6. PsychoCid

    PsychoCid Well-Known Member

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    Best stage, maybe Madison square garden
    Best guitar, Frankie
    Best amp, Marshall

    I'd say it's pretty hard to refute these things
     
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  7. tonebender

    tonebender Well-Known Member

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    I thought for sure this thread would have been about a Peavey Delta Blues or C30.
     
  8. manco53

    manco53 Well-Known Member

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    I mean....who really wants another instruction manual in their life or watch a YouTube vid to learn how to do something?

    I just want to rock. How many different tones do you need, truly?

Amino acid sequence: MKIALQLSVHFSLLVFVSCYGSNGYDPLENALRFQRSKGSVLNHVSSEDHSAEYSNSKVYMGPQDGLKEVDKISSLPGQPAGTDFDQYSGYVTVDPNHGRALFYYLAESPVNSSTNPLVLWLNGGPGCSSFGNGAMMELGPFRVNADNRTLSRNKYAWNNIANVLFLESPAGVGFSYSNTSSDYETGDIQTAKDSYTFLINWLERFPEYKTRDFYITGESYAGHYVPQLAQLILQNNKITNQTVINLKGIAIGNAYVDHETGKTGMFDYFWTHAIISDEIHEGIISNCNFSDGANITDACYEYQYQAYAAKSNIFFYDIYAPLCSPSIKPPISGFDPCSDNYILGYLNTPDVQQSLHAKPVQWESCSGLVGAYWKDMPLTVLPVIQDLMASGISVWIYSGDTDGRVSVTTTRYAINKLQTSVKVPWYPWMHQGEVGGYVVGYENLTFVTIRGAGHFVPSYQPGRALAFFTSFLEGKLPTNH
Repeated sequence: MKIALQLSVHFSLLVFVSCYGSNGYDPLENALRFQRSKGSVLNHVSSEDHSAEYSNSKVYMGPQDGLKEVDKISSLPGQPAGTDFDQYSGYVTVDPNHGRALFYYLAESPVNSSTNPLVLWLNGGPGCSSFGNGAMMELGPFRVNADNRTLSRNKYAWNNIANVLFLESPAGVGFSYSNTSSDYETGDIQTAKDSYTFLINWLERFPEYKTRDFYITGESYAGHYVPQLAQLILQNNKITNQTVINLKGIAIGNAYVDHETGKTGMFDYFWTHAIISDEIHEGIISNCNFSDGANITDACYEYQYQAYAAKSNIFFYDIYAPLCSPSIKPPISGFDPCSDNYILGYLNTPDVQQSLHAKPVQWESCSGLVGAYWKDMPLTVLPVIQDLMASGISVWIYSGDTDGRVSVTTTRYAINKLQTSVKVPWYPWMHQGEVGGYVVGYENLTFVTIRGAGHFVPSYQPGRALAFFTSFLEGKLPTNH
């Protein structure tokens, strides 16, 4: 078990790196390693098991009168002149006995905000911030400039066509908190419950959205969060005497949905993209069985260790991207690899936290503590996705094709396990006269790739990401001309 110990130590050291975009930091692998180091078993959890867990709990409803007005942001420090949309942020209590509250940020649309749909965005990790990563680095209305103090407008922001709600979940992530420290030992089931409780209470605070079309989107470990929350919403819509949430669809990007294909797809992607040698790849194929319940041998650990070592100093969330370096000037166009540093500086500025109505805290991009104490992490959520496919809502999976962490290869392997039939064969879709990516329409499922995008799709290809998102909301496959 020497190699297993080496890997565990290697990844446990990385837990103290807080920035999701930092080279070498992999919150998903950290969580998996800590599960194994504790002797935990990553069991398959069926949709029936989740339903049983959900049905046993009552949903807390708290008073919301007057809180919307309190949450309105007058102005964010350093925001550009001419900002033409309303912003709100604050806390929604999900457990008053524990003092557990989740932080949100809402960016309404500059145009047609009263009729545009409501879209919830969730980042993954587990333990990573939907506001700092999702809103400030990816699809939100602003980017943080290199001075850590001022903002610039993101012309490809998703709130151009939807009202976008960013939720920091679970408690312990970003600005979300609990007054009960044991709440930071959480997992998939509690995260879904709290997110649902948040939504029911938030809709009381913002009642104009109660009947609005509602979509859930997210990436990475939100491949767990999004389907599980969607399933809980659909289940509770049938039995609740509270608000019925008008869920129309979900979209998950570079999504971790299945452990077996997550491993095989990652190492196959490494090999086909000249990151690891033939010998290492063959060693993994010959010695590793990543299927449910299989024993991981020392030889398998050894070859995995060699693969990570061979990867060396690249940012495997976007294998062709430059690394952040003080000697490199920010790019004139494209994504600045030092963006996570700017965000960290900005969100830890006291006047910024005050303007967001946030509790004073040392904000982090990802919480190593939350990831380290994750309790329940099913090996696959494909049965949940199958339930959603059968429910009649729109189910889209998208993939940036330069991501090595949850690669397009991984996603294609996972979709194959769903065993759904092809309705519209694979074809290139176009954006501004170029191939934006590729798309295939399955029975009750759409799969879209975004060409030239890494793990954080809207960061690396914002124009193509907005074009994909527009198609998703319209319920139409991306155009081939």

9. littlebadboy

    littlebadboy Well-Known Member

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    I think the author of the article is implying that the traditional stage amps are not necessary anymore. The advent of the "golden age of mfx/modelers" enables us to have a variety of preamp and amp options all in one pedal board. Thus, all we need is a flat response amplification instead of tons of gear as we traditionally do.

    I have not owned tube amps in my 30+ years of amateur playing because I could not afford one. I came from a 3rd world country where money is scarce and still can't afford one even though I live in America now because I have a family to feed. I have been an mfx person since the beginning. Well, I started with an Ibanez Distortion pedal as a beginner... But it was Zoom, Digitech, and then Boss mfx afterwards. With my current Boss GT-100 with all the preamp, cab, and mic'ing sims, I realized that all I need is amplification.